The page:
Comparison of endovascular and intraventricular gene therapy with adeno-associated virus-α-L-iduronidase for hurler disease

Christopher G. Janson, Liudmila G. Romanova, Paola Leone, Zhenhong Nan, Lalitha Belur, R. Scott Mclvor, Walter Low

Research output: Contribution to journalArticlepeer-review

16 Scopus citations

Abstract

Background: Hurler disease (mucopolysaccharidosis type I [MPS-I]) is an inherited metabolic disorder characterized by deficiency of the lysosomal enzyme α-L-iduronidase (IDUA). Currently, the only therapies for MPS-I, enzyme replacement and hematopoietic stem cell transplantation, are generally ineffective for central nervous system manifestations. Objective: To test whether brain-targeted gene therapy with recombinant adeno-associated virus (rAAV5)-IDUA vectors in an MPS-I transgenic mouse model would reverse the pathological hallmarks. Methods: Gene therapy approaches were compared using intraventricular or endovascular delivery with a marker (rAAV5-green fluorescent protein) or therapeutic (rAAV5-IDUA) vector. To improve the efficiency of brain delivery, we tested different applications of hyperosmolar mannitol to disrupt the blood-brain barrier or ependymal-brain interface. Results: Intraventricular delivery of 1 × 1011 viral particles of rAAV5-IDUA with systemic 5 g/kg mannitol co-administration resulted in IDUA expression throughout the brain, with global enzyme activity >200% of the baseline level in age-matched, wild-type mice. Endovascular delivery of 1 × 10 12 viral particles of rAAV5-IDUA to the carotid artery with 29.1% mannitol blood-brain barrier disruption resulted in mainly ipsilateral brain IDUA expression and ipsilateral brain enzyme activity 42% of that in wild-type mice. Quantitative assays for glycosaminoglycans showed a significant decrease in both hemispheres after intraventricular delivery and in the ipsilateral hemisphere after endovascular delivery compared with untreated MPS-I mice. Immunohistochemistry for ganglioside GM3, another disease marker, showed reversal of neuronal inclusions in areas with IDUA co-expression in both delivery methods. Conclusion: Physiologically relevant biochemical correction is possible with neurosurgical or endovascular gene therapy approaches for MPS-I. Intraventricular or endovascular delivery of rAAV5-IDUA was effective in reversing brain pathology, but in the latter method, effects were limited to the ipsilateral hemisphere.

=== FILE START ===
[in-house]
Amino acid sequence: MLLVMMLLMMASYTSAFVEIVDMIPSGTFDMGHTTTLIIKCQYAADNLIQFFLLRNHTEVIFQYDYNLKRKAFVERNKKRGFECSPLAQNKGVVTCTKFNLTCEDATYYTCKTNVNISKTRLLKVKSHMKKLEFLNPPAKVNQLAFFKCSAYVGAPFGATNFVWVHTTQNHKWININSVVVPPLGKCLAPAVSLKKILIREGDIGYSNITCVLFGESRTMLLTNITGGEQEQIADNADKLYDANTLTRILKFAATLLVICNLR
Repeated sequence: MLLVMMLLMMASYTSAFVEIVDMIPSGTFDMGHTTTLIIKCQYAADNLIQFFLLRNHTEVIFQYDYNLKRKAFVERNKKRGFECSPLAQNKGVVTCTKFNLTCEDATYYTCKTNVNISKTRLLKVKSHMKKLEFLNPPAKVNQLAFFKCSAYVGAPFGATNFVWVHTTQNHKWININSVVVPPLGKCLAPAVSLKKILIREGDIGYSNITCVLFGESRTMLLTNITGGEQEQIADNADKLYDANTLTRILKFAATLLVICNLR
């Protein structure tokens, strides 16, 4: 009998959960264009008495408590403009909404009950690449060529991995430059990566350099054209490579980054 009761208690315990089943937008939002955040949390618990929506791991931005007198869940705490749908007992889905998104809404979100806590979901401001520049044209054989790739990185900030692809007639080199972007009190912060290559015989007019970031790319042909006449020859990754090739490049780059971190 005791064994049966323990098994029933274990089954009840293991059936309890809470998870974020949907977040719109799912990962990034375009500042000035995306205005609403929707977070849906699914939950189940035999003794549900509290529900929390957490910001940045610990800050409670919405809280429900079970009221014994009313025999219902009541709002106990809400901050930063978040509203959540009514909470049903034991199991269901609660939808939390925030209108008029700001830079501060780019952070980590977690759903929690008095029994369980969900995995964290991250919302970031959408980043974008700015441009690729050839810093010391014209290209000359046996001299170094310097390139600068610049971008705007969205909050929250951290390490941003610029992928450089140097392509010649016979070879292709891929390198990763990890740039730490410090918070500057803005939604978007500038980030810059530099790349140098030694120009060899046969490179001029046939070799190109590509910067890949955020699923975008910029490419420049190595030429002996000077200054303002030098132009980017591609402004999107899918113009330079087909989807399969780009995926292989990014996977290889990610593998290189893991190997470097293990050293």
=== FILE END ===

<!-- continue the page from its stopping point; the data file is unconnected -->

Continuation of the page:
Original languageEnglish (US)
Pages (from-to)99-111
Number of pages13
JournalNeurosurgery
Volume74
Issue number1
DOIs
StatePublished - Jan 2014

All Science Journal Classification (ASJC) codes

  • Surgery
  • Clinical Neurology

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